Array.prototype.slice() method with
0 as the first argument and "n" (i.e. the number of elements you wish to extract) as the second argument. For example:
const arr = [ 1, 2, 3, 4, 5, 6 ]; const n = 3; const newArr = arr.slice(0, n); console.log(newArr); // [ 4, 5, 6 ] console.log(arr); // [ 1, 2, 3, 4, 5, 6 ]
Please note that if you omit the second argument, or if the second argument is greater than the length of the sequence,
slice() extracts through to the end of the sequence (i.e. it is equivalent to passing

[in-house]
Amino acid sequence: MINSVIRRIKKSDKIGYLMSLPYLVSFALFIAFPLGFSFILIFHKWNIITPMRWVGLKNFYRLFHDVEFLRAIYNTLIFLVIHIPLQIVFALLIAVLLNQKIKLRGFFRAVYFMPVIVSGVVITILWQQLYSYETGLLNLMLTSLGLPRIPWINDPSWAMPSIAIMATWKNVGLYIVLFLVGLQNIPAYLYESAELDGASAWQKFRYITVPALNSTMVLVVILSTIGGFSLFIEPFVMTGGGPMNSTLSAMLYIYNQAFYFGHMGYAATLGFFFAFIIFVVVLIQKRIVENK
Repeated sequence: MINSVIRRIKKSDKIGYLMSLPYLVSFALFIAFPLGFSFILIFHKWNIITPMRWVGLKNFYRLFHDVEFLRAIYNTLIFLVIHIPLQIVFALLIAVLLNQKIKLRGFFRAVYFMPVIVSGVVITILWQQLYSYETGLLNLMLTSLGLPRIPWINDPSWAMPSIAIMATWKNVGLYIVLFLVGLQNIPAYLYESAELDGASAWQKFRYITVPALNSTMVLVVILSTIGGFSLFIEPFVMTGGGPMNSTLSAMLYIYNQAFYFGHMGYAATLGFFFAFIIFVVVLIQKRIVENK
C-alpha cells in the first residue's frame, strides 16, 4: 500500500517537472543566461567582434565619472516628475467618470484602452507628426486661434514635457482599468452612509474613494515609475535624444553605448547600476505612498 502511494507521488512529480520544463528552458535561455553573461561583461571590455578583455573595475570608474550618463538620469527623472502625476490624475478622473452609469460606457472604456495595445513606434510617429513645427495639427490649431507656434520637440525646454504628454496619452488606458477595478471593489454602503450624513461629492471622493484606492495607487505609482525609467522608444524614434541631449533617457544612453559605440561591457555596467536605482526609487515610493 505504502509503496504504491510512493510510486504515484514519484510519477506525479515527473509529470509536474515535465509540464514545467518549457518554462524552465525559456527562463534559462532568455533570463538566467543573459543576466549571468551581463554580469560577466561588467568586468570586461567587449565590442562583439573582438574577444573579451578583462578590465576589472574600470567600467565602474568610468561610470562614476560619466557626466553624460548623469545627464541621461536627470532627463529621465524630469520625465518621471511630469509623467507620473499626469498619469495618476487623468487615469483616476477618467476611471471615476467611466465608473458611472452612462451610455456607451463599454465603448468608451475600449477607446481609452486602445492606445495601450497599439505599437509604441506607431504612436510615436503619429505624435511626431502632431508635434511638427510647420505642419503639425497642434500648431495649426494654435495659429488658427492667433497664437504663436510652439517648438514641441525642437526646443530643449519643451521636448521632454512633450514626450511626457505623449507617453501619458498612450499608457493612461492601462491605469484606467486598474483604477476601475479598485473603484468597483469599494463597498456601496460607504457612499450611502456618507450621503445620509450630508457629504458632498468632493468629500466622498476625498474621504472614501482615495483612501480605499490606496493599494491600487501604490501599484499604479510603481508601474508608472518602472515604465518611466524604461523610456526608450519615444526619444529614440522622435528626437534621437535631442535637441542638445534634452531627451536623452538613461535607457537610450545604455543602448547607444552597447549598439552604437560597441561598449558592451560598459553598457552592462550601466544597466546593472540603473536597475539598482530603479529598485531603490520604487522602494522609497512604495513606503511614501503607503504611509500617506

arr.length as the second argument).
As you can see from the code above, the original array is not modified. This is because the
Array.prototype.slice() method returns a new array containing the extracted elements.
Also, it's worth mentioning that the
Array.prototype.slice() method has great browser support across new and old browsers.
This post was published by Daniyal Hamid. Daniyal currently works as the Head of Engineering in Germany and has 20+ years of experience in software engineering, design and marketing. Please show your love and support by sharing this post.